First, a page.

Any student of early American political thought can tell you the novel genius of the system of governance crafted by James Madison and the rest of the Framers. Madison had studied with meticulous detail the histories of governments throughout the world, ultimately using that knowledge to conceive of the American framework and draft it into the Virginia Plan – and, eventually, the Constitution. One of the key purposes in amending the weak and ineffective Articles of Confederation at the time was, especially for Madison, to rein in the excesses of pure democracy. A weightier federal government, combined with representative democracy, was a principal means to achieve this.
In short – many of the Founders, and especially the Federalists, feared the demagoguery of direct democracy. They feared the outcome of ordinary citizens who were given a political voice without restraint. And they hoped that the system they designed would elevate qualified candidates to elected office, where they could draw upon their knowledge and, yes, experience – to more ably discern the will, and the good, of the people.
Sorry, Ben Carson. But “We the People” may not be the best means to tout the merits of your blank political resume, after all.
During Barack Obama’s campaign in 2008, a popular objection to his candidacy was his lack of experience. Though he had spent 8 years as an Illinois state senator prior to his election to the U.S. Senate in 2005, and several years working in community organizing and civil rights legal work prior to that, he was seen as a relative newcomer to Washington politics. Could he be effective as president with such limited experience? Arguably not, for many opponents. And yet in 2016, Senators Marco Rubio and Ted Cruz stand as additional frontrunners alongside Trump and Carson for the Republican nomination – both in their freshman terms as U.S. Senators, just like Obama was.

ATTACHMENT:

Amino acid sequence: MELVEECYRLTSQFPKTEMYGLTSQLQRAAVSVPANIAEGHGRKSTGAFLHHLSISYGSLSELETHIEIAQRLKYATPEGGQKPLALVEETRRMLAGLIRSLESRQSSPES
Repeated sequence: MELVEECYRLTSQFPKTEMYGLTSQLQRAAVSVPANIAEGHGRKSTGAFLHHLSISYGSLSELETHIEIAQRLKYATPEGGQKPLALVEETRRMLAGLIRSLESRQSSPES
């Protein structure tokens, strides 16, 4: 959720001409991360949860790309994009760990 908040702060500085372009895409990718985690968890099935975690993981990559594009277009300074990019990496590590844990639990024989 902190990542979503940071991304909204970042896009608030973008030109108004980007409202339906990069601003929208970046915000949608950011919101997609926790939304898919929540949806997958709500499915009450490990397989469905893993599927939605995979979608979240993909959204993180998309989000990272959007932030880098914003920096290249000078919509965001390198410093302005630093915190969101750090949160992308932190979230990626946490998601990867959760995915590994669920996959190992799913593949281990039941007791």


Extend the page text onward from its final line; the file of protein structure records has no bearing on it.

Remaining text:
So the question stands: does political experience really matter in becoming the president of the United States? If so, how much?
I don’t necessarily have an answer to this. One caveat for consideration is in the nature of what qualifies as “experience” for a president. Elected office would be the most obvious choice, and also arguably the most beneficial. Governors with executive experience would have clear advantages, as would senators or representatives with legislative know-how, especially at the national level. Military experience, especially in leadership, would be particularly useful field for presidential involvement in national security and foreign policy. Other fields of public policy and service could have similar arguments for efficacy. It’s even possible that scholars and pundits could have an advantage, at a minimum in their knowledge of process and procedure. Even just a few years in one or more of these fields would give candidates some base upon which to draw. But I can’t see that a complete lack of any political or public service experience, knowledge or demonstrated capability could in any way be construed as advantageous for a presidential candidate. It is simply unreasonable to think so. Ben Carson’s medical knowledge is indubitably expansive, but is it sufficient to qualify him for the presidency? I wouldn’t trust an average politician to walk into a hospital and perform brain surgery – and hopefully, neither would he.
It’s a tricky subject, to be sure. What is the risk of inexperience to the Executive Office – significant or minimal? How quickly could it be overcome? Does the Constitution itself need alteration in its presidential requirements, or should the political parties alter their means of selection for nominees? If so, how?
Inevitably, a potential Trump nomination would highlight these questions as even more pressing to our national political circumstance. But should his candidacy fade, so too might the popular debate on this topic.